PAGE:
Have you considered outsourcing any projects or even part of your job? With apps like Fiverr and Upwork along with old standards like Craigslist and Facebook Marketplace, you could pretty much hire anyone for anything at nearly any time. So this begs the question- is outsourcing a good idea? This article by MawerMoney breaks down what you need to consider before outsourcing a project around your house or in your business.
As appealing as outsourcing is, it’s something you’ll have to go about it the right way to see these advantages. Knowing what to consider before outsourcing is an integral part of this. Four particular areas are worth focusing on, as they’ll make sure everything goes as smoothly as possible.MawerMoney
Two of the biggest issues you will need to work through when considering outsourcing are the scope of the work and quality assurance. You will also want to communicate these aspects very clearly to whomever you hire. For instance, if you want someone to run your social media for your business, you will want/need to consider if they will be responsible for responding to all mentions within a certain period of time and also set clear boundaries on what they should and should not respond to. Likewise, you will need to think through how you will evaluate the quality of the contractor’s work. Are their Tweets “too spicy”? Or are their Facebook replies incomprehensible? While you ultimate want to outsource someone to save you time, you will need to factor time into your schedule to review their work. Curious about outsourcing but need even more guidance? The article goes deep into other things you may want to consider.
We all know that it’s important to save money. We’re told to invest in our 401(k). And the news is filled with articles about people asking whether they’ve saved enough to retire. I’ve yet to see a reader advice column where someone asks the reporter if they’ve saved too much for retirement. And so if you haven’t given things much thought, you could find yourself socking money away into stocks and bonds even though you have more than enough money to live comfortably for the rest of your life. While at first glance, this doesn’t seem like a problem, when you realize that you’re trading your life’s energy away to earn the money you are investing, you might realize that saving too much money might be possible.
We save for retirement so we have money to spend when we’re no longer working. We save for our kid’s education, so the money’s available when the college bill comes in the mail. We save for emergencies so the money’s there to take care of them when they occur. Saving just to have money for no purpose, is rather purposeless.Christine Luken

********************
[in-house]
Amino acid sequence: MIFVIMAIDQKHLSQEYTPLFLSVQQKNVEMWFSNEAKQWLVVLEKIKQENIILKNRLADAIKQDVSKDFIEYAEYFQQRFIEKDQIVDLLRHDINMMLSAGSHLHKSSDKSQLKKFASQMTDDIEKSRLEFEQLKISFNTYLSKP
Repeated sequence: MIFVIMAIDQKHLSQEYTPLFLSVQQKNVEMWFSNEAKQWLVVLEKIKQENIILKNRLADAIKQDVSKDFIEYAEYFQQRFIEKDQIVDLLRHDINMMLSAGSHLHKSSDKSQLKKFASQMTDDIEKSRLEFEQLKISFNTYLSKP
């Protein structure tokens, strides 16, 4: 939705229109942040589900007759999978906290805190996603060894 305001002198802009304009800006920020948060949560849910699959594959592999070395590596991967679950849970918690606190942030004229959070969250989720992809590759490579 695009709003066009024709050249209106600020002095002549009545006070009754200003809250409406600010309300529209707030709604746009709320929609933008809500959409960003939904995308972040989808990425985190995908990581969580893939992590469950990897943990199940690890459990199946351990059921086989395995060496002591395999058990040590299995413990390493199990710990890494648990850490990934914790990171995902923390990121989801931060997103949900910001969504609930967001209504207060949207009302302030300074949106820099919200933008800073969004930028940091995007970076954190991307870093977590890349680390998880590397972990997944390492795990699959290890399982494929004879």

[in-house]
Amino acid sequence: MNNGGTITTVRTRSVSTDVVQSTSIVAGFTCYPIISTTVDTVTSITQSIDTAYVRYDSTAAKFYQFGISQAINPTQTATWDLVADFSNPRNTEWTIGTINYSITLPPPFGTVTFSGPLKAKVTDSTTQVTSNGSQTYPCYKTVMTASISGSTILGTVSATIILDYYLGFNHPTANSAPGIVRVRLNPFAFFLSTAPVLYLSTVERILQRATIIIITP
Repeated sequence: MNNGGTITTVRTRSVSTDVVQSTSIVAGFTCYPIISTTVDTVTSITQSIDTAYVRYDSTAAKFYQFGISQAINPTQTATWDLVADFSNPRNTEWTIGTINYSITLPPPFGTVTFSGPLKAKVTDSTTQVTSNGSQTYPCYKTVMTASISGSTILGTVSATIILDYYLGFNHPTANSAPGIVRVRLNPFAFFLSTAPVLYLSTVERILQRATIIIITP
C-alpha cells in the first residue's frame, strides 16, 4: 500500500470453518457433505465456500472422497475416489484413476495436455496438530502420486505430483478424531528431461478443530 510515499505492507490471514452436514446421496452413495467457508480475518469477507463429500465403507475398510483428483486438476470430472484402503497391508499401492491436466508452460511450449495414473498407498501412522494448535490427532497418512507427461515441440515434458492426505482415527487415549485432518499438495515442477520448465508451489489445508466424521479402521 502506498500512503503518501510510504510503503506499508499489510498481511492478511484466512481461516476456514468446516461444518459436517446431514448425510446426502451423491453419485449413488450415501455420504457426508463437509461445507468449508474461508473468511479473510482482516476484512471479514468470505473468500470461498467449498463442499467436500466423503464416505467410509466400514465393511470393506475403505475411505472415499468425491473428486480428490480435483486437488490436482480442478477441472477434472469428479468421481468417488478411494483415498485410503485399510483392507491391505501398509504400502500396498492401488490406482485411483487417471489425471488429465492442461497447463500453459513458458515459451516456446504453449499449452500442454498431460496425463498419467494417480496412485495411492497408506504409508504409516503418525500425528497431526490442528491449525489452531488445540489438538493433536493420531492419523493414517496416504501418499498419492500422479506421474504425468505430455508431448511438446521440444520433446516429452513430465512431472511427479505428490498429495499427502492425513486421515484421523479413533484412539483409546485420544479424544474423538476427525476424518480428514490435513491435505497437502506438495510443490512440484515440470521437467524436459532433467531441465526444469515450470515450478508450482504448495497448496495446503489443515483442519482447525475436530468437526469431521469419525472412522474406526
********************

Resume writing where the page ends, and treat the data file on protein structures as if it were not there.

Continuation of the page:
This article by Christine Luken covers her personal thoughts after reading Die With Zero by Bill Perkins. I’ve also really enjoyed Die With Zero and highly recommend reading it. One of Christine’s biggest takeaways from the book has to do with charitable gifts and inheritances. Money has its biggest impact right now. And you’ll also get to witness how your gift or monetary transfer affects the recipient. You will obviously get zero enjoyment out of leaving an inheritance to someone because you won’t be alive to enjoy it. Many people don’t inherit money until they are in their 60s, at which point they are already too old to use it as seed money to start a new business or switch to part time work to spend more time with their kids. If these thoughts have you questioning everything, check out Christine’s article and Bill Perkins’ book.
In the long run, the stock market always goes up. That’s why people invest in stocks. Of course, if you have a large lump sum of money to put into the market, your returns (in the short run) will depend a lot upon when you invest. If you put your life savings into the market on the Friday before Black Monday, your investments would take a very long time to recover. On the other hand, there are days that the S&P 500 have risen by more than 10% in one day. In this article JL Collins looks at a case study of a woman who invested her life savings in the market right before a Bear market.
With the benefit of hindsight, clearly Ms. Pink would have been better off had her advisors used the “Dollar Cost Average” (DCA) approach to slowly deploy her capital over time. Doing so, she would have accumulated her shares at lower prices than what she paid in December. But this assumes the prices after December would in fact be lower, something her advisors could not have known at the time.JL Collins
In this first part of the article, JL Collins explains why even though this woman lost money based upon when she purchased the investment, she still made the right choice given the information she had at the time. Research has shown that investing a lump sum on the same day beats dollar cost averaging (or buying small amounts of a fund over time) 75% of the time. Since we can’t predict the future, we wouldn’t have known that dollar cost averaging would have been the better investment in this case. However, what’s even more interesting than the discussion of dollar cost averaging was whether the woman in the article should have invested in stocks at all. If you’re curious about what JL Collins would have done in this case, you can find out his answer at the end of the case study.